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Author Topic: Gloucester to Hereford via Ross on Wye  (Read 2591 times)
Celestial
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« Reply #15 on: May 28, 2020, 10:50:51 am »

I don't buy the alternative route for freight argument. You can avoid both the Severn Tunnel and the Lickey incline by going via Lydney and Kidderminster.

But I do agree that traffic into Gloucester is awful.  Having once had to get to the far side of the city for 9am I thought I had lots of spare time heading up the A48 from Chepstow, but ground to a halt well before the Highnam roundabout and eventually arrived 30 minutes late. Though whether a rail line all the way to Ross is a proportionate answer to that problem is debatable.  And a lot of the offices generating traffic are too far out of town for the current station to be of any use (as I found out during my slow crawl along the northern bypass).  
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Robin Summerhill
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« Reply #16 on: May 28, 2020, 12:39:23 pm »

 And a lot of the offices generating traffic are too far out of town for the current station to be of any use (as I found out during my slow crawl along the northern bypass).  

Perhaps we need the Gloucester Docks branch reopened with a new use for one of these

https://www.flickr.com/photos/train-pix/8167455154/

Wink
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4064ReadingAbbey
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« Reply #17 on: May 28, 2020, 03:13:14 pm »

Back in my 'crayonista' days shortly in the mid-1970s as I sat looking at maps (as one does...) of the surviving railway network this was one of the gaps that seemed to be to be glaring (as gaps do...).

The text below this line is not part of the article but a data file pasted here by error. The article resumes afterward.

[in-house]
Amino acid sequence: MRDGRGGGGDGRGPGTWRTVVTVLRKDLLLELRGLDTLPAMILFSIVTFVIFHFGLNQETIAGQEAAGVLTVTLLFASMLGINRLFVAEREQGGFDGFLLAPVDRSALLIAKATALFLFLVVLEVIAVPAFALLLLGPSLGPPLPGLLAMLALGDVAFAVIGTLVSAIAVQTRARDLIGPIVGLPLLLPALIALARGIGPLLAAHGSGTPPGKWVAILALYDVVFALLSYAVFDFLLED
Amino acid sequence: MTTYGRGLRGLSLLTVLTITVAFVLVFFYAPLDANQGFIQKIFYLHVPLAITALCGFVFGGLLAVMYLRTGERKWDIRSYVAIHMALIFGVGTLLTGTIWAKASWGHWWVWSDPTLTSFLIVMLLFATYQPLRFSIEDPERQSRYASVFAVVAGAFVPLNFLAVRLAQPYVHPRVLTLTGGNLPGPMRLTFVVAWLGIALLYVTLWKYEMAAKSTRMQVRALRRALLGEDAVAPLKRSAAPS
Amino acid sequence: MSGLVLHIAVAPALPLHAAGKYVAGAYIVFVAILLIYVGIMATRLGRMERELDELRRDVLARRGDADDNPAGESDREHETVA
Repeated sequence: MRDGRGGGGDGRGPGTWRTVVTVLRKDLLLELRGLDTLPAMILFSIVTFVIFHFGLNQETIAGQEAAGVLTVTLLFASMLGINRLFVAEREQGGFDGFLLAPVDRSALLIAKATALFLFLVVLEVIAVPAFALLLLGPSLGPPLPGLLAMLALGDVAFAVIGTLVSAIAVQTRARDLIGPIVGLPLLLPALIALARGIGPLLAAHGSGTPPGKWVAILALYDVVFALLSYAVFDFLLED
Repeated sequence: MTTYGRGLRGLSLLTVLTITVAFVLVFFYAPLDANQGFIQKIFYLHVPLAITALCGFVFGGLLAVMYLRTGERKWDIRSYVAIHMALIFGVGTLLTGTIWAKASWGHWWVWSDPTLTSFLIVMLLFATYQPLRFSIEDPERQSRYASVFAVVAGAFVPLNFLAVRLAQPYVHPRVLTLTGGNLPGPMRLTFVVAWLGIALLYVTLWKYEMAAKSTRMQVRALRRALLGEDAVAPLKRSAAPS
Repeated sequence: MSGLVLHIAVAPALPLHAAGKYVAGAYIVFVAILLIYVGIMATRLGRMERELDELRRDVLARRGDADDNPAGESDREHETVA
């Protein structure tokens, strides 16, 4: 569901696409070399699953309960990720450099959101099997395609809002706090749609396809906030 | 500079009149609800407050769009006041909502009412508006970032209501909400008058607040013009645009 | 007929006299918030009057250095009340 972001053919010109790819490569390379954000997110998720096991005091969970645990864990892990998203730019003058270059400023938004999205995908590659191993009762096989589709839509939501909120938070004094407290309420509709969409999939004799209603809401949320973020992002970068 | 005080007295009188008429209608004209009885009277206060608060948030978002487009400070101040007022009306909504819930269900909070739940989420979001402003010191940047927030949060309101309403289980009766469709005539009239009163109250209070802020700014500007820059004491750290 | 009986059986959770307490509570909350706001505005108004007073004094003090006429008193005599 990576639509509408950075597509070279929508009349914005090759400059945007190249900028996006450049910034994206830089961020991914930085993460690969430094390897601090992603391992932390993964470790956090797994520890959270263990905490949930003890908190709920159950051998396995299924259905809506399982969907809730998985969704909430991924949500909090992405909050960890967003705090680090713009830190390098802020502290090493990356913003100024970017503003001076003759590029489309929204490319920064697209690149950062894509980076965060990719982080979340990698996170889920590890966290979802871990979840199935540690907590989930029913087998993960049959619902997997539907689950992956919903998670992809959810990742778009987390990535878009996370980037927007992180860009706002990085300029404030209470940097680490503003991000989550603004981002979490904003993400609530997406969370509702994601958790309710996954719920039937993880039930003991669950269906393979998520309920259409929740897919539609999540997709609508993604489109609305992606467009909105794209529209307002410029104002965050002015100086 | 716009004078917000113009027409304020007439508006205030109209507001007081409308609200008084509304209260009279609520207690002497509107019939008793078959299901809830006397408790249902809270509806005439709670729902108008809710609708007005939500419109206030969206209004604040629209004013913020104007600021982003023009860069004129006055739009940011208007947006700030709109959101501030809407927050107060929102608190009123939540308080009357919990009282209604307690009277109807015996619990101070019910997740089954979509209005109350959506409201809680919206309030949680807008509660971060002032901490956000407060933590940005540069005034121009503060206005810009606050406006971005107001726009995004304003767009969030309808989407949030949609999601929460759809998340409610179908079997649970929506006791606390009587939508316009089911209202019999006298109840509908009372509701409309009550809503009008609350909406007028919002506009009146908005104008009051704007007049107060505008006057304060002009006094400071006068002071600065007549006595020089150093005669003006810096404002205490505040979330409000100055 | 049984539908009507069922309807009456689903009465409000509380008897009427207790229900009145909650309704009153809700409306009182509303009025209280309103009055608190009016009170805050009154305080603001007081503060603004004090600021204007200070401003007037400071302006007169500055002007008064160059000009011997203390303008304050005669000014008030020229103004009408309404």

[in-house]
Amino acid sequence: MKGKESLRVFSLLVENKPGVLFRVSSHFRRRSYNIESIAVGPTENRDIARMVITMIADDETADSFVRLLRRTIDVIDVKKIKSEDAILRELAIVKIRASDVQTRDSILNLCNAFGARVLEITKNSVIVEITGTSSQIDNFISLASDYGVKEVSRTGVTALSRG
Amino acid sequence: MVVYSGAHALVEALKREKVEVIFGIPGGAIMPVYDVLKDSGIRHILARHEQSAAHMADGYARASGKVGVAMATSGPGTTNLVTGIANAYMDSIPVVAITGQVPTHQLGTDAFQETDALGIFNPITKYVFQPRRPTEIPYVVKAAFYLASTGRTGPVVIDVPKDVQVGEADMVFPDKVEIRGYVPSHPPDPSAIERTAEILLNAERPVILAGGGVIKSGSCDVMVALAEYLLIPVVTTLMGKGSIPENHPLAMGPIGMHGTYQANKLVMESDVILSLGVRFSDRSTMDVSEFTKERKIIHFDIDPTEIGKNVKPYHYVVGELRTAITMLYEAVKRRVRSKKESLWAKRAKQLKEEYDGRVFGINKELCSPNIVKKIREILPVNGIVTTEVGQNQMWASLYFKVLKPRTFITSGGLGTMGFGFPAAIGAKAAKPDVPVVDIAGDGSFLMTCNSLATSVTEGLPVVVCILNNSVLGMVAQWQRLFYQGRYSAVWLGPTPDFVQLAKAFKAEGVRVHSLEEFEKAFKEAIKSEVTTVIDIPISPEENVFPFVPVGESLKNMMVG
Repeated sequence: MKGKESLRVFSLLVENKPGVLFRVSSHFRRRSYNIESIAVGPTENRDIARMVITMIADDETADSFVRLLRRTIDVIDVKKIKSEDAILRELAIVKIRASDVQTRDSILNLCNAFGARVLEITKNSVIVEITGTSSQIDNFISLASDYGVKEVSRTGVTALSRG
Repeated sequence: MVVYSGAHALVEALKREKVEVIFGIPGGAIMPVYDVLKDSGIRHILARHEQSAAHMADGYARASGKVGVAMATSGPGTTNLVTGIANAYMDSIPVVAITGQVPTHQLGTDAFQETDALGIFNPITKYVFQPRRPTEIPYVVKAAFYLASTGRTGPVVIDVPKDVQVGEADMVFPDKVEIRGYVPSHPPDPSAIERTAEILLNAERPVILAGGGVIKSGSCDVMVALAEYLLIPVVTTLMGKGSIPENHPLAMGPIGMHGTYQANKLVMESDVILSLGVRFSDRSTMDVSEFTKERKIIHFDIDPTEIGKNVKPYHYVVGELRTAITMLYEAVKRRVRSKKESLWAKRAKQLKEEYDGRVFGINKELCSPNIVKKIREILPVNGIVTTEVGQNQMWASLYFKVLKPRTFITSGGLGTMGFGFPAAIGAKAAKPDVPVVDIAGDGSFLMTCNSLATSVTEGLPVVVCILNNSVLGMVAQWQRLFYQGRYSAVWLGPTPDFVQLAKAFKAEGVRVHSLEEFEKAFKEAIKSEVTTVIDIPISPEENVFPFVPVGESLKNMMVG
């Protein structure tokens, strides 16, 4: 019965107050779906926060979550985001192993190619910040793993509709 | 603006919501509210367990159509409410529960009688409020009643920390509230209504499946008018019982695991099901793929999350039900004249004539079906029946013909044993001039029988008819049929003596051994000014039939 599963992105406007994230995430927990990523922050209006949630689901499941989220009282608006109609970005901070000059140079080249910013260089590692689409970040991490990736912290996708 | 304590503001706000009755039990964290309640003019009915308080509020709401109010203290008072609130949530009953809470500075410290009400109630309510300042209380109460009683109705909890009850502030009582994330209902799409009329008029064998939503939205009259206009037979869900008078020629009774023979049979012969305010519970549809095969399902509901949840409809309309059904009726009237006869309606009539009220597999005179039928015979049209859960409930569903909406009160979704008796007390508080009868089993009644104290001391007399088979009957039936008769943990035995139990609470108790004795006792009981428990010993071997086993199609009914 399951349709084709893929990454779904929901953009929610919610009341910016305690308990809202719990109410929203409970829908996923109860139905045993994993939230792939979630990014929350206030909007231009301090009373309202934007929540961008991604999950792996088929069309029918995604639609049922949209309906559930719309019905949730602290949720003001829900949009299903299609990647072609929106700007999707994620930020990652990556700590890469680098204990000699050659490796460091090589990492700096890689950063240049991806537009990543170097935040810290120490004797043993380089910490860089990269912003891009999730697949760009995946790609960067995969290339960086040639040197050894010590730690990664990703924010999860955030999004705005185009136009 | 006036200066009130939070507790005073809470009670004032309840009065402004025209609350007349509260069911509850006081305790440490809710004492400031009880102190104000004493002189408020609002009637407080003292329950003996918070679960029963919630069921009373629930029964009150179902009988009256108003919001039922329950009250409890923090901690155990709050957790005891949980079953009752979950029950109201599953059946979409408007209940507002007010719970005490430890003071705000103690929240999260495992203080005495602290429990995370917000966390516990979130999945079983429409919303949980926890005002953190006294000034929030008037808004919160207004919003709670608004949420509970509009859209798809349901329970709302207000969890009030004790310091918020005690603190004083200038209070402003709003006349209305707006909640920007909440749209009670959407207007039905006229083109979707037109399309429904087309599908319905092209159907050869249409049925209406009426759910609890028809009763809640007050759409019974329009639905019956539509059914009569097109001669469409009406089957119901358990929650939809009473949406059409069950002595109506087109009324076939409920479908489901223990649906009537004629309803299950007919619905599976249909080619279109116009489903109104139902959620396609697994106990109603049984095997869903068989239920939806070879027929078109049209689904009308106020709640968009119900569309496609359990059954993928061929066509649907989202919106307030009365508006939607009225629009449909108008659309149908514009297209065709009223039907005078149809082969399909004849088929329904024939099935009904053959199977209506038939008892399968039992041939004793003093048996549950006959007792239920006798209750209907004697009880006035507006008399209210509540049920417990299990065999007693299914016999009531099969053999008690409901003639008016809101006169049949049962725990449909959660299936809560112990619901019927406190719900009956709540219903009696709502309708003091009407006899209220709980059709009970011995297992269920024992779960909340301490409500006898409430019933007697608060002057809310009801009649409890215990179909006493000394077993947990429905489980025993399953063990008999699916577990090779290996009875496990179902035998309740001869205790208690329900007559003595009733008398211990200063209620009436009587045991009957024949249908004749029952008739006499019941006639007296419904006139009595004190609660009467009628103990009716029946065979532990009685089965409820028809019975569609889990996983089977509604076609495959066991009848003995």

One thing that was obvious to my eyes was that the general grain of the railway network ran north-east to south-west: the Heart of Wales line from Craven Arms, the (Birmingham) - Worcester - Hereford - Newport route and the Birmingham - Bristol main line. The remaining network made it very difficult for any traveller to go across the grain. Not that I suppose in thinly populated Herefordshire many people would want to, but the inhabitants of Hereford have to make do with very circuitous routes.

In a sense re-opening the Hereford - Gloucester line would seem to plug the same sort of gap in Herefordshire and parts of the erstwhile county of Gwent that the Oxford to Cambridge line will do. It would make reaching Bristol and Swindon from large areas easier than using the dogs-leg via Newport and directly connect two large towns.

However it will be an uphill climb. It's roughly 20 miles from Grange Court Junction to Hereford and as a rule of thumb one can reckon with a cost of £20 million per mile for a single track line to £40 million for a double track line with more extensive land take and earthworks. These figures hold even if the right of way is mostly clear of buildings so £500 million I would reckon is a minimum.

But I hope somebody rises to the challenge.
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Bmblbzzz
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« Reply #18 on: May 28, 2020, 03:51:29 pm »

In a sense re-opening the Hereford - Gloucester line would seem to plug the same sort of gap in Herefordshire and parts of the erstwhile county of Gwent that the Oxford to Cambridge line will do.
But Oxford and Cambridge have many hi-tech start ups, financial institutions, and all their associated highly paid people, not to mention the clout of Fenland Poly and Cotswold College. Whereas all Gloucester and Hereford have is the SAS. Hang on, I think I see a possibility here... a little coup d'etat, if no one objects? I don't think we've had one since 1688, we must be due another!
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grahame
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« Reply #19 on: May 28, 2020, 05:10:13 pm »

I recall (but cannot find) plans for a new town about 8 to 10 km out of Gloucester to the north of the River Severn and that could provide a significant additional traffic.

Found it!

https://www.gloucestershirelive.co.uk/news/gloucester-news/new-5000-home-eco-village-3799987

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Developers want to build a massive 5,000 home “eco village” with it’s own railway station and park and ride alongside the A48 in Gloucestershire.

Proposals have been put forward for a brand new town on farmland between the river and the picturesque village of Westbury-on-Severn.